Sophie’s posse

Today Sophia got to sit in a cradle swing for the first time.  We’ve been considering getting one ever since we found out during reflux training that we shouldn’t use traditional swings that swing front to back.  The only ones we have been able to find, however, are made by Fisher-Price and many of the user reviews complained about them swinging too fast and their motors sparking and smoking.  So as you might expect, we have put off buying one.  Turns out the hospital has a few and hasn’t had any trouble with them, so Sophia got to try one today.  They have several different covers that they wash after each child uses them, so hopefully she won’t get any more viruses from the hospital.  She enjoyed the movement and the rainforest music– ”dancing” with her hands, feet, and tongue.  She also started petting her little stuffed friends.  One of her OT goals is developing her sensory experiences by feeling different textures and working on moving her hands toward mid-line so she can explore her hands.  

 

We also took our first trip to the library today–they have a little children’s library here.  The lending policy is a little unlike the ones we’re accustomed to–just take a few books, bring them back when you’re done, if the librarian is here great, if not, use the code to open the door and return them–most importantly, there was no mention of overdue fines!  Luckily, after reading her new books, Sophia doesn’t seem to believe that her Mama is a Llama.  

 

As far as her medical issues go, we reported during rounds that Sophia will still spit up after we give her little water on a sponge for her dry mouth.  It seems to be bile that she is spitting up (since all of her food goes directly to her small intestine).  This prompted the attending doctor to suggest that she might need a stomach emptying study–can you believe there is a study she hasn’t had yet?  Apparently, this study would not use barium and would give them a more realistic picture of how her stomach treats proteins and fats.  She’d drink milk while they watched what happened to it in her stomach and intestines.  If she indeed has a problem with emptying, this could create a real problem once she has the Nissen closing off her stomach–she won’t be able to vomit, but can’t get rid of it the other way either, which could cause a ballooning effect.  They didn’t mention any treatment for this, but would want to be aware of it. She is already taking a medicine to help her stomach empty more quickly, so I don’t know what else they would do.  Judging by her diapers, she is very capable of emptying her stomach!  Papa keeps telling her that she’ll have to choose between diapers and college at this rate (she’s apparently choosing diapers right now).  You may wonder why we’d be talking about college with her DS diagnosis, but many people with Down Syndrome do go to college.  We try not to worry to much about what the future might bring and at this stage we certainly don’t want to be limiting our expectations or her possibilities.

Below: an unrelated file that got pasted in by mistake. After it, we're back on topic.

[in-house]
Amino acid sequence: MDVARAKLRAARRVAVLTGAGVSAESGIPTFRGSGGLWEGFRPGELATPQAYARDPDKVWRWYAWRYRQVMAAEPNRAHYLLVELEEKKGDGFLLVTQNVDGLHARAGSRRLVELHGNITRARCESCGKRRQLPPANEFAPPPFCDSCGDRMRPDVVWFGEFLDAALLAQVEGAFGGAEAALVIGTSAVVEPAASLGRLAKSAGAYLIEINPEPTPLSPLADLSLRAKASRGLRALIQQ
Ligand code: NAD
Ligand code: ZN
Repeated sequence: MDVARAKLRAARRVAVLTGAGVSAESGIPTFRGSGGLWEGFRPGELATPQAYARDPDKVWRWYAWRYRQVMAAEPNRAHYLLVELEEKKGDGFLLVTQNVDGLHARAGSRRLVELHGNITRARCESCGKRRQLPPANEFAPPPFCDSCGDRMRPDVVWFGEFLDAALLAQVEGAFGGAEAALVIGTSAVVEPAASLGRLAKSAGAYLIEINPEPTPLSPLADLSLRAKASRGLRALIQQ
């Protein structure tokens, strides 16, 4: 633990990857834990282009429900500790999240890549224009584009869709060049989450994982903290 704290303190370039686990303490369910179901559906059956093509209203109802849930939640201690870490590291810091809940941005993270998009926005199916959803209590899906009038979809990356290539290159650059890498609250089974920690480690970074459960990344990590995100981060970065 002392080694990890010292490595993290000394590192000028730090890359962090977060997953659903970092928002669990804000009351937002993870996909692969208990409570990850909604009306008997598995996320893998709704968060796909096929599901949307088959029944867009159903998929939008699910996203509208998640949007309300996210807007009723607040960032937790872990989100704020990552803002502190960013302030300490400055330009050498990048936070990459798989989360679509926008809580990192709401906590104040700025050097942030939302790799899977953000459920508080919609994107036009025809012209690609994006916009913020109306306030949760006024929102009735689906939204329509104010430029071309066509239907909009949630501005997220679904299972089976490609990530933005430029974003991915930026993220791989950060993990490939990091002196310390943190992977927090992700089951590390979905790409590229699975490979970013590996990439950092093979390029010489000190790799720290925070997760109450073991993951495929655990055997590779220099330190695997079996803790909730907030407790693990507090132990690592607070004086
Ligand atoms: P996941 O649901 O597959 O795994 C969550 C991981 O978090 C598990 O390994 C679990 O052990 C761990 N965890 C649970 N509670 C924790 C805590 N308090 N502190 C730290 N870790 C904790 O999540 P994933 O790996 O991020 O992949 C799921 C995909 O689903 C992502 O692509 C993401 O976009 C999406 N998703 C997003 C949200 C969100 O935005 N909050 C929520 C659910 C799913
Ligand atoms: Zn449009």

As they discussed the stomach-emptying test further, they questioned whether it would be safe for her to do it with her aspiration issues.  They’ll consult the surgeon and make a recommendation, so it hasn’t been scheduled yet.  As seems to be the pattern, Sophia ended up with yet another medication after today’s rounds.  She’s now taking Nystatin to keep her from getting thrush, which is a risk from the steroid she takes with the inhaler (and because she is on two antibiotics for her possible pneumonia).  

 

Ever since the doctors have become concerned about aspiration, Sophia has been getting continuous feeds through her NJ tube.  It is a slow stream so that her intestines can handle it.  They can only load 3 hours worth (2 oz) into the syringe that goes on the pump.  There is inevitably a lag time during the replacement of the syringes, which was concerning to us. They calculated what she was missing for yesterday and found that with the delays she’d missed a total of 2 oz (out of the 16 she was supposed to get for the day).  This was probably why she has lost weight–so they adjusted the speed of her feedings to compensate for the lag time.  

 

Mid-afternoon they were announcing a severe thunderstorm warning as we were going to run to lunch.  We didn’t think much of it at the time, but when we got back, the blinds and curtains were closed and Sophia was covered in two extra blankets.  I felt like a neglectful mother–leaving her baby just as the storm was about to hit.  Turns out there was just a little rain…

 

As Mom was leaving tonight, we heard a little guy screaming about the nurses hurting his throat.  It made us realize how thankful we should be that Sophia won’t remember all of this, and I don’t think we have to worry about her feeling like we are abandoning her or letting hurtful things happen to her.        

 

Sophia had her third respiratory therapy treatment of the day tonight–she’s really getting used to it and even seems to like it.  The respiratory therapist told us that the hospital has been so busy this week because it’s transplant season (i.e. motorcycle season).  Geez!